Comments on the Psalter and the Saint – 10 September – Feast of Alexander Crummell

Alexander_Crummell

In the thirty day lectionary of the Book of Common Prayer psalms 50, 51 and 52 are appointed to be read at Morning Prayer on the tenth day.   In preparation for the office today I have reviewed the origins and purposes of each of these psalms as stated in the footnotes of the New Oxford Annotated Bible, Revised Standard Version, Oxford University Press, 1977 along with a biography of Alexander Crummell whose life and ministry is venerated today.

Psalm 50 is called a “liturgy of divine judgement”.  In v 1–6 God is coming to judge his people and in 7-23 to arraign the nation. In 8-13 the people have brought sacrifices in abundance but this is not what God wants. In 14-15 His demand rather is for thanksgiving and prayer. In 16 -21 the people have violated God’s law by tolerating evil and indulging in slander.

This psalm contains a number of examples of parallelism, or thought rhyme, which is characteristic of Hebrew poetry particularly in the psalms.  Verse 1 exhibits the synonymous form of parallelism which involves the use of two lines or stichs in a kind of reflection one of another.  It is a way of expressing the same thought in a different way:

The Lord, the God of God’s has spoken,

he has called the earth from the rising of the sun to

its setting

The synonymous form is also demonstrated in several of the verses from 8 through 21.

Psalm 51 is a Prayer for healing and moral renewal. 1-2 is a prayer for deliverance.  While v.8 sets out that the psalmist’s problem is illness the thrust is aimed at restoration of moral, rather than merely physical health. 3-5 contains a confession of the psalmist that his nature has been sinful even from the moment of conception. 6-12 contains a renewed prayer for deliverance. V.7 contains a reference to a ceremony involving sprinkling but as the note points out only in the metaphorical sense.  In 13-17 the vow is to instruct others and to praise and serve God rather than to offer sacrifice. V. 14 contains a prayer for the delivery from bloodguiltiness, or rather,  death. 18-19 is a later addition designed to modify the anti-sacrificial spirit of the pre-ceding verses and to adapt the psalm to liturgical use

Again if you look at v. 18 there is a perfect example of synonymous parallelism:

The sacrifice of God is a troubled spirit;

a broken and contrite heart, O God, you will not despise.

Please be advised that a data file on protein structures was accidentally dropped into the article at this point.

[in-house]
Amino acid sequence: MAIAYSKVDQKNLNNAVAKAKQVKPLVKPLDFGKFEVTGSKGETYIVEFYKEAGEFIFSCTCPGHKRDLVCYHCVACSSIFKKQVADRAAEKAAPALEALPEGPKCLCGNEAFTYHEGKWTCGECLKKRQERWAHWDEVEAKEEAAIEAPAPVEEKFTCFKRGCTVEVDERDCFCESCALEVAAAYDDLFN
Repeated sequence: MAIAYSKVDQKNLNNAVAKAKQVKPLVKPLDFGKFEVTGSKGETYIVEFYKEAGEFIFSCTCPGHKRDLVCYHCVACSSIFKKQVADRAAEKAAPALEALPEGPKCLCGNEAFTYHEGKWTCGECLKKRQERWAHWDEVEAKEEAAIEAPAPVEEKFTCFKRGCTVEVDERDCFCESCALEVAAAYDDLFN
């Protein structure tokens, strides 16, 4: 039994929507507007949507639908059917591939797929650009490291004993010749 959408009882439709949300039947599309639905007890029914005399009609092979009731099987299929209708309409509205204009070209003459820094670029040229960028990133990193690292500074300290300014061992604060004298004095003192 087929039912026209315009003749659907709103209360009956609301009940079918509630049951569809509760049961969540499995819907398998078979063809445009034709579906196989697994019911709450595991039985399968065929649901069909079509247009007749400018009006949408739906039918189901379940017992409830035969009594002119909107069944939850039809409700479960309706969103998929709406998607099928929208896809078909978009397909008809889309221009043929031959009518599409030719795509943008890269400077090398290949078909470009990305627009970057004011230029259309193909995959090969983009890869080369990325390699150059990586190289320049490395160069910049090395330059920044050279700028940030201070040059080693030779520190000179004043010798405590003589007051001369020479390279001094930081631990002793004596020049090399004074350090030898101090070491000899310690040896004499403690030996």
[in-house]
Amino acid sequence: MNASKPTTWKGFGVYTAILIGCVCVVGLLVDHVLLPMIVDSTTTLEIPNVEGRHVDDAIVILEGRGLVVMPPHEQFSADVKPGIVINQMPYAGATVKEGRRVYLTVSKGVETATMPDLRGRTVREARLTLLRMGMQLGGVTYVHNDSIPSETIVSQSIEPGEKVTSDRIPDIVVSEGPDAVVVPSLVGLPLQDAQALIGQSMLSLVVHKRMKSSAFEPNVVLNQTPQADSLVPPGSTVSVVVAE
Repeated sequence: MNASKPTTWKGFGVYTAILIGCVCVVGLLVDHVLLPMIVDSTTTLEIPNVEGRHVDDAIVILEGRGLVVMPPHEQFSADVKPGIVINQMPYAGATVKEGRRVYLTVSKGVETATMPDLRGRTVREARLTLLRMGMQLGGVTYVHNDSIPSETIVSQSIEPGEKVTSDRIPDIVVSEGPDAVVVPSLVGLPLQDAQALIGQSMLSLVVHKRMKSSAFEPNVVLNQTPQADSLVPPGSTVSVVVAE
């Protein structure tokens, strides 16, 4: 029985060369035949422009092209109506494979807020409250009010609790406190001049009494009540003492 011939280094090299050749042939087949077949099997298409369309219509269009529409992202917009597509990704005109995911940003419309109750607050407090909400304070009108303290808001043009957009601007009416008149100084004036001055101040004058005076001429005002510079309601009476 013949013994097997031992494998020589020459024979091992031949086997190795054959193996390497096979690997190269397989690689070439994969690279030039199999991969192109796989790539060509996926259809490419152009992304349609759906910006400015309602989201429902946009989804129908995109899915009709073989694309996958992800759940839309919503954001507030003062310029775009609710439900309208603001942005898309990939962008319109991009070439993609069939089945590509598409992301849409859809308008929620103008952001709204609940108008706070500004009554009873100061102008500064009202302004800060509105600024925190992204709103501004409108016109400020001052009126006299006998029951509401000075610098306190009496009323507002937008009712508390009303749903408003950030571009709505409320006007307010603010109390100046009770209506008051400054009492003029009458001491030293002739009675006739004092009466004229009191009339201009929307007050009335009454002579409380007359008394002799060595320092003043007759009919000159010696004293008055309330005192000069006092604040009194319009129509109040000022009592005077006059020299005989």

Psalm 52 shows God’s imminent judgement against a tyrant (a lament)which is a prayer for deliverance in the form of a denunciation of the psalmist’s enemy.  1-4: sets out the character of the psalmist’s enemy.  5-7: Retribution is about to befall the psalmist’s enemy. 8: The psalmist is confident of his own deliverance. 9: sets out the vow.

Alexander Crummell

Priest, 1898

          Alexander Crummell was born in New York City on March 3, 1819.  He was a man who struggled against racism all of his life.  According to Holy Women, Holy Men as a young man he was driven out of an academy in New Hampshire, dismissed as a candidate for Holy Orders in New York and rejected for admittance to general Seminary. Ordained in 1844 as a priest in the Diocese of Massachusetts, he left for England after being excluded from participating in diocesan convention.

After receiving a degree from Cambridge he went to Liberia as a missionary.  The African race, Crummell believed possessed a “warm, emotional and impulsive energy” which had been corrupted by oppression.  He felt that the Episcopal Church was an especially fitting place for the spiritual regeneration of African Americans due its emphasis on rational and moral discipline.

His ministry consisted of his mission to and about Liberia.  He felt that I  Liberia a model Christian Republic was possible. He envisioned a combination of European education and technology with traditional African communal culture under-girded by a national Episcopal Church led by a black bishop.

Despite his efforts to establish a national Episcopal Church in Liberia political opposition and loss of funding forced him to return to the United States.  He then concentrated his efforts on establishing a strong urban presence of independent black congregations that would be centers of worship, education and social service.  When Southern Bishops proposed that a separate missionary district for black congregations  be created Crummell created a national convocation to fight the proposal from which sprang the Union of Black Episcopalians.

With his ministry spanning more than half a century Crummell and ranging over three continents Crummell labored to prepare his people and to build institutions that would serve them and provide scope for the exercises of their gifts in leadership and creativity.  Crummell’s perception was that the Church transcended racism and the limited vision of its leaders.  He had an unfailing belief in the goodness and greatness of black people which is the legacy of this African-American pioneer.

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